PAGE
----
Writer Salman Rushdie, whose writings have made him the target of Iranian death threats, was on a ventilator and could lose an eye on Friday after being repeatedly stabbed at a literary event in New York state.
Just before 11 a.m. local time after the attack, 75-year-old Rushdie was taken to a hospital where he underwent emergency surgery. His agent said in a statement to The New York Times that “the news is not good.”
“Salman is likely to lose one eye; The veins in his arm were torn; And his liver was stabbed and damaged,” said agent Andrew Wyllie, who said Rushdie was not able to speak.
New York State Police have identified the suspect involved in the attack as 24-year-old Hadi Matar of Fairfield, New Jersey. He was arrested on the spot and was awaiting arrest, and police said they believed he was acting alone. Police said the motive for the attack was not clear.
a law enforcement officer told NBC News That, according to a review of his social media activity, the suspect was sympathetic to Shia Muslim extremists and Iran’s Islamic Revolutionary Guard Corps. There were no direct links to the IRGC.
Local police and the FBI were investigating and closed the road around Pea’s New Jersey home.
A bag found at the site of the attack is believed to have belonged to the attacker and was checked by the bomb squad. Police said police were working to obtain warrants to search the bag and some electronic devices.
The attack took place at the Chautauqua Institution, which organizes arts events in a quiet lakeside community 70 miles (110 kilometers) south of downtown Buffalo in western New York state.
Police said Rushdie was stabbed in the neck and stomach. Several people reached the stage and escorted the suspect to the ground, before a jawan present at the event arrested him.
An Associated Press reporter noticed a man facing Rushdie on stage and punched or stabbed him 10 to 15 times as he was introduced. The writer was pushed or fell to the floor, and the person was arrested.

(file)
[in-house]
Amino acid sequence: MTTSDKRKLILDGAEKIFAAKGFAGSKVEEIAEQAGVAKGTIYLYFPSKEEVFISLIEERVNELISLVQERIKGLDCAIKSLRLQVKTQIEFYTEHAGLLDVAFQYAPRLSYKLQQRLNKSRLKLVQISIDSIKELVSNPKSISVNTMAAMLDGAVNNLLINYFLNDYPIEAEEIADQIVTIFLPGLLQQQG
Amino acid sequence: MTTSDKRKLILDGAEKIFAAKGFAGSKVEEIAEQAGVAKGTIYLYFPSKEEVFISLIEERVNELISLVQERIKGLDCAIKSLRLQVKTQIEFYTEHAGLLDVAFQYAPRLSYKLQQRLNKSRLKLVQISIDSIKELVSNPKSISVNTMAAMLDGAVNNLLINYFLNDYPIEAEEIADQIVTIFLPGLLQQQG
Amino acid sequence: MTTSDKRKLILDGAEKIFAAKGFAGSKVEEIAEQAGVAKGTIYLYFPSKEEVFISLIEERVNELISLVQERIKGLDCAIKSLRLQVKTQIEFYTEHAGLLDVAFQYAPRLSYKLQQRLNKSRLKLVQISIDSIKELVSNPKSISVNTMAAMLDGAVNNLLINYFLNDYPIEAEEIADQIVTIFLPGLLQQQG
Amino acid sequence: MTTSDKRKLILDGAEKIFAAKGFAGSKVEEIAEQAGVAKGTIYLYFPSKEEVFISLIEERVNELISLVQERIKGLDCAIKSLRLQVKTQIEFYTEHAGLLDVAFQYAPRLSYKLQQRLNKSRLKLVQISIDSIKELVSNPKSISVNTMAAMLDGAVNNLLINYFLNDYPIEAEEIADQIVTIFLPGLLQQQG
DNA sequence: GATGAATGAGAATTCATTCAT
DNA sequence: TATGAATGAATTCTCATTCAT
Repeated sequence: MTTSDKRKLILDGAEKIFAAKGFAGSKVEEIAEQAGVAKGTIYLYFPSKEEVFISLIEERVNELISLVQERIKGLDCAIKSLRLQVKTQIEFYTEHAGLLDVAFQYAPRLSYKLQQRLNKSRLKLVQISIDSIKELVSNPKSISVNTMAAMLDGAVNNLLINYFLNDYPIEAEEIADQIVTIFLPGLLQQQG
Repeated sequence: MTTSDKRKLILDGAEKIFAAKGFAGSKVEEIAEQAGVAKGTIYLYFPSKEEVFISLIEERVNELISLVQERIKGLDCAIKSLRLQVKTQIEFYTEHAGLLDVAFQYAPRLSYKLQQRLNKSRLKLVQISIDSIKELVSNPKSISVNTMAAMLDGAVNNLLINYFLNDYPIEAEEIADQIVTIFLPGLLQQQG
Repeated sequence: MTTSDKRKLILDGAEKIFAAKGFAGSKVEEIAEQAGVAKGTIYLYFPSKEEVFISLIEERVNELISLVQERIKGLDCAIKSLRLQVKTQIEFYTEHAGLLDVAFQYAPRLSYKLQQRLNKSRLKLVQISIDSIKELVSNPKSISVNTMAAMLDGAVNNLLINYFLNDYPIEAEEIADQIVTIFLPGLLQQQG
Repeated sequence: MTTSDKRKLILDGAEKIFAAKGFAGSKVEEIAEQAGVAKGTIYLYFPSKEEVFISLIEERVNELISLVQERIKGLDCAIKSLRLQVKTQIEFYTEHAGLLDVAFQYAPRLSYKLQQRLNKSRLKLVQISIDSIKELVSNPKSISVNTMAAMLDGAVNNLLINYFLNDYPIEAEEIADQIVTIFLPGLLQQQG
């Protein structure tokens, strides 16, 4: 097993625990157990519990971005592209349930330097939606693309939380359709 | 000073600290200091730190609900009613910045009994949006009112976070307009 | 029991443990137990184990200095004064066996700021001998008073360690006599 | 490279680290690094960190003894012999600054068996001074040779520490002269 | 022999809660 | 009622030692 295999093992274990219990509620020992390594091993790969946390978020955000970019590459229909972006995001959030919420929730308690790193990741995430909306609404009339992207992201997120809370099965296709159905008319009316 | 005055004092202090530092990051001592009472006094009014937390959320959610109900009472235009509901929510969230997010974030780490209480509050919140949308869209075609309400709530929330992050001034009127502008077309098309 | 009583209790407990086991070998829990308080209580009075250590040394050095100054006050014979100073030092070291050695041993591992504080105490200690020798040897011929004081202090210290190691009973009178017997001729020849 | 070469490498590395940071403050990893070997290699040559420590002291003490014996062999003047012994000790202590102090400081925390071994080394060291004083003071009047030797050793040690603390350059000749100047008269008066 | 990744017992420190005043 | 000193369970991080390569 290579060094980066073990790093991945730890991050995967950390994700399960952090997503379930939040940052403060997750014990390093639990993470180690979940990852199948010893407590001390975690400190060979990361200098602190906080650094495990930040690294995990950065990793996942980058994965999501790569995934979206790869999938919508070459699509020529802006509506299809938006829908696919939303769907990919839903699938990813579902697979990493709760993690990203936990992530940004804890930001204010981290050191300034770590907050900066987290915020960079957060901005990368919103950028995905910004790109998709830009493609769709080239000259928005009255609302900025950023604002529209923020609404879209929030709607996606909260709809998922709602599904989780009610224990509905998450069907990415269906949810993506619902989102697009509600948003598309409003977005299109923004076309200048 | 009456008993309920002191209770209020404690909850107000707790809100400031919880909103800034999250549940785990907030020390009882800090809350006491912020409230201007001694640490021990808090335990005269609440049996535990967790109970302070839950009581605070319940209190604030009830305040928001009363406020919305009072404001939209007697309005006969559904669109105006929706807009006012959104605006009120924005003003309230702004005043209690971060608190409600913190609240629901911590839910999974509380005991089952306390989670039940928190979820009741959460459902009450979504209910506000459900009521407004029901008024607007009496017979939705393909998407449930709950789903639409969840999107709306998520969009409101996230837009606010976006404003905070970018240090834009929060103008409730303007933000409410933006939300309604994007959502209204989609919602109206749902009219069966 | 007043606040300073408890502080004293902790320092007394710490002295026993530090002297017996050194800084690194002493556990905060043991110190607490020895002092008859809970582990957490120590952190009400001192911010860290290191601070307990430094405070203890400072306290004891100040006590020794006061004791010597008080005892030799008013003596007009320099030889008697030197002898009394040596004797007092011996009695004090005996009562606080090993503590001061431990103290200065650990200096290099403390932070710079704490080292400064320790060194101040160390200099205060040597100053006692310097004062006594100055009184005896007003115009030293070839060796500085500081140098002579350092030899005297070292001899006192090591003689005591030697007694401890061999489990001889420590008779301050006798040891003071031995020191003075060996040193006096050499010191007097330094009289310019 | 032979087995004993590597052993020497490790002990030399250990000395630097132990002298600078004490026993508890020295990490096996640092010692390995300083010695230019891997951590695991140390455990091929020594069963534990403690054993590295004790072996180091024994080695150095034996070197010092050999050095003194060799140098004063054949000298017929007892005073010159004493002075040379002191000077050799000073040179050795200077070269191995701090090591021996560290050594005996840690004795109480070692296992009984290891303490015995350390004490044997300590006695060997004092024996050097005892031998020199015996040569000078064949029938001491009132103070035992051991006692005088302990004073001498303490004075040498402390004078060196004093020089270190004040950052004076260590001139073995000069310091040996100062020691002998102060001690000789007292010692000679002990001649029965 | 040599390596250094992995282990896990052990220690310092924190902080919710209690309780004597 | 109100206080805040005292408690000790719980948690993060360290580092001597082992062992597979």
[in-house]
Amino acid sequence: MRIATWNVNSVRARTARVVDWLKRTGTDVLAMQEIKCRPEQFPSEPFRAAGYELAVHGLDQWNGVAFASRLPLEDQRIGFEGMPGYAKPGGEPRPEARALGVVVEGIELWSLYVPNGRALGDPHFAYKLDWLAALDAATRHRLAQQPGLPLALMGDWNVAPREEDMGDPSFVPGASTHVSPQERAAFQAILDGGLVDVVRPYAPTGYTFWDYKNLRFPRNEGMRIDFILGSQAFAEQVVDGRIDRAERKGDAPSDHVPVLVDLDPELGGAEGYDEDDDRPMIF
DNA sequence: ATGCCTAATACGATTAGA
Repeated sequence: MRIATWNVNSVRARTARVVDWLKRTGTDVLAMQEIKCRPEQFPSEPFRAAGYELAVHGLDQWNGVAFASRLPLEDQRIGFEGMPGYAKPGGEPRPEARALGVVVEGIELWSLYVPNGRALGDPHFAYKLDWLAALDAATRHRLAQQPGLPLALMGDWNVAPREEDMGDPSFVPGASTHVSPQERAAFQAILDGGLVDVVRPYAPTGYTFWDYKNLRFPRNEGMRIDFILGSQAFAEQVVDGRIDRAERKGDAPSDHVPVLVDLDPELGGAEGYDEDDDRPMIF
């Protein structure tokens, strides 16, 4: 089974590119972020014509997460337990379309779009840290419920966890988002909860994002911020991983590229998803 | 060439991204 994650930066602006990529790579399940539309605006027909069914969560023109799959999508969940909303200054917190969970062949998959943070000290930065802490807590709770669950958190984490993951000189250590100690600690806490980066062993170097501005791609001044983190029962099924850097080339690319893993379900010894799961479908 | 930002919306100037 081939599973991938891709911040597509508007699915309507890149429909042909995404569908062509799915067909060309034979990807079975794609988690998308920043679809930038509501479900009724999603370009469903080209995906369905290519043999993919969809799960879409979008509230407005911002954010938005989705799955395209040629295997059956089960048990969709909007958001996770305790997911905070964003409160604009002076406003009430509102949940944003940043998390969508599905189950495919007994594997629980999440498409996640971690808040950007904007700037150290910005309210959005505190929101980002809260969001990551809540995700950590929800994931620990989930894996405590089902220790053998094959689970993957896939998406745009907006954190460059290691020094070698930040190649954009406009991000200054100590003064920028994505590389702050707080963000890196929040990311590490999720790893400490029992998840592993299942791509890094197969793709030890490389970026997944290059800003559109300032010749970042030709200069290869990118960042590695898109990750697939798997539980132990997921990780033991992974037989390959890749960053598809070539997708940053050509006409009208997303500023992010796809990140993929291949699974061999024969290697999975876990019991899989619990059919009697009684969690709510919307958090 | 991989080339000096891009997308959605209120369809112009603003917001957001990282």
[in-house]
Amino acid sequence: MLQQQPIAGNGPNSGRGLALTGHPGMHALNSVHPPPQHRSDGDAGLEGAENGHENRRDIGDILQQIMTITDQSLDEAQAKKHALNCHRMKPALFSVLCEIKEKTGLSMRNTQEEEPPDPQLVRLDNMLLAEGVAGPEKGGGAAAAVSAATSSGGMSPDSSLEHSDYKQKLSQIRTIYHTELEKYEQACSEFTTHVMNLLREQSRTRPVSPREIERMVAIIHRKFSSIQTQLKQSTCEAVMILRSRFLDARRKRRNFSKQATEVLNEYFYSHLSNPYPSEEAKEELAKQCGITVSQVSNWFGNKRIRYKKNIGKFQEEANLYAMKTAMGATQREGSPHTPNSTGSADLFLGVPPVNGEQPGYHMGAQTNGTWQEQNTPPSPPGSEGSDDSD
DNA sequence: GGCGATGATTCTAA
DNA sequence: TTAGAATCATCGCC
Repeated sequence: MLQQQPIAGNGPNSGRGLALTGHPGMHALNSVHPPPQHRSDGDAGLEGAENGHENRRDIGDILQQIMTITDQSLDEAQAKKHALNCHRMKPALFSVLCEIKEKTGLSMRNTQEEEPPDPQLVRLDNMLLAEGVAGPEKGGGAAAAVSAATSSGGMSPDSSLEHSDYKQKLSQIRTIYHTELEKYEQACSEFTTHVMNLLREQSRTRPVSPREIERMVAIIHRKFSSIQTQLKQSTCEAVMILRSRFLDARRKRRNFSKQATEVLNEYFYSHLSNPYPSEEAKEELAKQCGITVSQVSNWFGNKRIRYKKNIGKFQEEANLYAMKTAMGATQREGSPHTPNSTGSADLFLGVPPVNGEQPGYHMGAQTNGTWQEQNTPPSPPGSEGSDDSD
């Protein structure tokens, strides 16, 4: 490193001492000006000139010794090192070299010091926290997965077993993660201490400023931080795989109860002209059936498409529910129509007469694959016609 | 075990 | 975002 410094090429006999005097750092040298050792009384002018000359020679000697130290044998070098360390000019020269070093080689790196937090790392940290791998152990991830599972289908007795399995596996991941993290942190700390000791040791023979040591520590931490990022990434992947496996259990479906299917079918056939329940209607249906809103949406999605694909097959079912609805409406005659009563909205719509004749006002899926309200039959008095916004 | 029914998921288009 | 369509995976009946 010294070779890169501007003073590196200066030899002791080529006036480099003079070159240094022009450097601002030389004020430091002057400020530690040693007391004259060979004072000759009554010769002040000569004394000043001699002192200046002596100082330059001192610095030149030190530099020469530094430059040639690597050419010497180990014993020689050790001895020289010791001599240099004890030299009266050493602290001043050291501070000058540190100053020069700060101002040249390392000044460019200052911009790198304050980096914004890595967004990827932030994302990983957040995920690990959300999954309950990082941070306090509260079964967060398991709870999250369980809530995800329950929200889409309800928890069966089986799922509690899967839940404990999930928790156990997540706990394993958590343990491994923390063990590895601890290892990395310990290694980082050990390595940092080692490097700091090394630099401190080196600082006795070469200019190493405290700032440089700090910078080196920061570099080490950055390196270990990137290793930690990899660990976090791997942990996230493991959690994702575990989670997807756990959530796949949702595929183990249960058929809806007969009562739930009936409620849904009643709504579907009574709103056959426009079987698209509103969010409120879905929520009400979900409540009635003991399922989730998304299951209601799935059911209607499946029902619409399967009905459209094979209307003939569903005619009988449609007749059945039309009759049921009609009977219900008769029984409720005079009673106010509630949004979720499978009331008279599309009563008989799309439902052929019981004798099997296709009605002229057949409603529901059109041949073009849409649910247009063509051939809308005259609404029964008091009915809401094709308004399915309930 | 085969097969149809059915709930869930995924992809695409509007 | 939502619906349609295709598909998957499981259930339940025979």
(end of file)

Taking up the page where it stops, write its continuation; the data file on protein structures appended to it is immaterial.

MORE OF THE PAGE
A doctor in the audience arranged for medical care until emergency first responders arrived. Police said one interviewer, 73-year-old Ralph Henry Reese, suffered a face injury, but was released from the hospital.
Dr. Martin Haskell, a physician who rushed to help, described Rushdie’s wounds as “serious but treatable”.
American University politics professor Carl Levan, who attended the event, told AFP he saw the suspect fleeing to the stage where Rushdie was sitting and “knife him repeatedly and viciously.”
Levan, a Chautauqua regular, said the suspect was “trying to stab him as many times as possible before subduing him,” adding that he believed the man had “killed Rushdie.” was trying”.
“The crowd was gasping for panic and panic,” the professor said.
Levan said he was “shaken” by the incident, adding that he considered Chautauqua a safe place of creative freedom.
“To know it happened here, and to see it – it was horrifying,” he said. “What I saw today was the essence of intolerance.”
Another witness, John Stein, told ABC that the assailant “stabbed the right side of the head, the right side of the neck. And there was blood…
Rushdie, 75, was thrust into the limelight in 1981 with his second novel, “Midnight’s Children”, which won international acclaim and Britain’s prestigious Booker Prize for its portrayal of post-independence India.
But his 1988 book “The Satanic Verses” attracted attention beyond his imagination when it issued a fatwa, or religious edict, by Iranian revolutionary leader Ayatollah Ruhollah Khomeini calling for his death.
The novel was considered by some Muslims to be an insult to the Prophet Muhammad.
Rushdie, who was born in India to non-practicing Muslims and today identifies as an atheist, was forced to go underground after a bounty of more than $3 million was placed on his head. which still remains today.
He was provided police protection by the government in Britain, where he was in school and where he made his home, the following murder or attempted murder from some of their translators and publishers.
They have spent almost a decade unable to hide, frequent homes, and tell their children where they live.
Rushdie began to emerge from his life only in the late 1990s when Iran said it would not support his assassination.
Iran’s current Supreme Leader Ayatollah Ali Khamenei has never issued a fatwa retracting his own fatwa, although in recent years Iran has not focused on the author.
Now living in New York, Rushdie is an advocate of free speech, launching a strong defense of the French satirical magazine Charlie Hebdo, especially after Islamists shot his staff in Paris in 2015.
The magazine published pictures of Mohammed which drew sharp reactions from Muslims around the world.
Threats and boycotts against literary programs Rushdie attended, and his knighthood in 2007 led to protests in Iran and Pakistan, where a government minister said the award justified suicide bombings.
The fatwa failed to suppress Rushdie’s writings and inspired his memoir “Joseph Anton”, which was named after his surname while disguised and written in the third person.
“Midnight’s Children”—which runs to more than 600 pages—has been adapted for the stage and silver screen, and their books have been translated into more than 40 languages.